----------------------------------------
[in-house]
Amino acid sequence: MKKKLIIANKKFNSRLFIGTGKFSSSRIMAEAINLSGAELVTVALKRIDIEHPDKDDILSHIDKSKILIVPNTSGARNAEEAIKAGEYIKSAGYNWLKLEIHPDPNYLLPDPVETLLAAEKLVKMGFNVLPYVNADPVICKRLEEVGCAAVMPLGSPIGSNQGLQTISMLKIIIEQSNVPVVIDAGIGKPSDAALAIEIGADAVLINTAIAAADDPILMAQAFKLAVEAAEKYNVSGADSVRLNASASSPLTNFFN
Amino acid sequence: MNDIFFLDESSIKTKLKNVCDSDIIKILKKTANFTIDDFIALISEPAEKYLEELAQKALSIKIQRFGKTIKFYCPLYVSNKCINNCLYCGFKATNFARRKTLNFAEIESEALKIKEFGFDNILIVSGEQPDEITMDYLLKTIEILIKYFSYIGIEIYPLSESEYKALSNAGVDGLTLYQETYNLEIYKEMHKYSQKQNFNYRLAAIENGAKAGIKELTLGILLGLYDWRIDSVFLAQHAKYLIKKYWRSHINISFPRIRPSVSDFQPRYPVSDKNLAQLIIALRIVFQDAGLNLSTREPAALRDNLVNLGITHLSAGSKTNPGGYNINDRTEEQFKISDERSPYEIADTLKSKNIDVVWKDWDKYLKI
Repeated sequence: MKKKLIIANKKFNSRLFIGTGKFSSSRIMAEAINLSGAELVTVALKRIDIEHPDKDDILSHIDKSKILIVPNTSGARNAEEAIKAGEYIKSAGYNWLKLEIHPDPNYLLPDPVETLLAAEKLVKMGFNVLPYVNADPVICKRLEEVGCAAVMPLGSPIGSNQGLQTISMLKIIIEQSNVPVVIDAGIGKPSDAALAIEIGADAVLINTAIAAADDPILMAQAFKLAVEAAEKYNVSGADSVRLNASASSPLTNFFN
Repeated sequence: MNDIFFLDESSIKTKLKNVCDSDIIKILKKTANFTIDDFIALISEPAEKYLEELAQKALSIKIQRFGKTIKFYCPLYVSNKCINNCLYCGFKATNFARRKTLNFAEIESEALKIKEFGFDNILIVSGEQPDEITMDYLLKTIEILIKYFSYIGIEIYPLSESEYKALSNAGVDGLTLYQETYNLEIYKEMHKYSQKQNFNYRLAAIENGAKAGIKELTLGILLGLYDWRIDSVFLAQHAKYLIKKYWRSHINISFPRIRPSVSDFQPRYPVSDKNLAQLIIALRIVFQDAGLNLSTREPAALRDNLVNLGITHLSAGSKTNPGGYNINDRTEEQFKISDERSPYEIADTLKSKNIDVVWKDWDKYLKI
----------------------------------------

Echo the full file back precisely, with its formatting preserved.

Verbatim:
[in-house]
Amino acid sequence: MKKKLIIANKKFNSRLFIGTGKFSSSRIMAEAINLSGAELVTVALKRIDIEHPDKDDILSHIDKSKILIVPNTSGARNAEEAIKAGEYIKSAGYNWLKLEIHPDPNYLLPDPVETLLAAEKLVKMGFNVLPYVNADPVICKRLEEVGCAAVMPLGSPIGSNQGLQTISMLKIIIEQSNVPVVIDAGIGKPSDAALAIEIGADAVLINTAIAAADDPILMAQAFKLAVEAAEKYNVSGADSVRLNASASSPLTNFFN
Amino acid sequence: MNDIFFLDESSIKTKLKNVCDSDIIKILKKTANFTIDDFIALISEPAEKYLEELAQKALSIKIQRFGKTIKFYCPLYVSNKCINNCLYCGFKATNFARRKTLNFAEIESEALKIKEFGFDNILIVSGEQPDEITMDYLLKTIEILIKYFSYIGIEIYPLSESEYKALSNAGVDGLTLYQETYNLEIYKEMHKYSQKQNFNYRLAAIENGAKAGIKELTLGILLGLYDWRIDSVFLAQHAKYLIKKYWRSHINISFPRIRPSVSDFQPRYPVSDKNLAQLIIALRIVFQDAGLNLSTREPAALRDNLVNLGITHLSAGSKTNPGGYNINDRTEEQFKISDERSPYEIADTLKSKNIDVVWKDWDKYLKI
Repeated sequence: MKKKLIIANKKFNSRLFIGTGKFSSSRIMAEAINLSGAELVTVALKRIDIEHPDKDDILSHIDKSKILIVPNTSGARNAEEAIKAGEYIKSAGYNWLKLEIHPDPNYLLPDPVETLLAAEKLVKMGFNVLPYVNADPVICKRLEEVGCAAVMPLGSPIGSNQGLQTISMLKIIIEQSNVPVVIDAGIGKPSDAALAIEIGADAVLINTAIAAADDPILMAQAFKLAVEAAEKYNVSGADSVRLNASASSPLTNFFN
Repeated sequence: MNDIFFLDESSIKTKLKNVCDSDIIKILKKTANFTIDDFIALISEPAEKYLEELAQKALSIKIQRFGKTIKFYCPLYVSNKCINNCLYCGFKATNFARRKTLNFAEIESEALKIKEFGFDNILIVSGEQPDEITMDYLLKTIEILIKYFSYIGIEIYPLSESEYKALSNAGVDGLTLYQETYNLEIYKEMHKYSQKQNFNYRLAAIENGAKAGIKELTLGILLGLYDWRIDSVFLAQHAKYLIKKYWRSHINISFPRIRPSVSDFQPRYPVSDKNLAQLIIALRIVFQDAGLNLSTREPAALRDNLVNLGITHLSAGSKTNPGGYNINDRTEEQFKISDERSPYEIADTLKSKNIDVVWKDWDKYLKI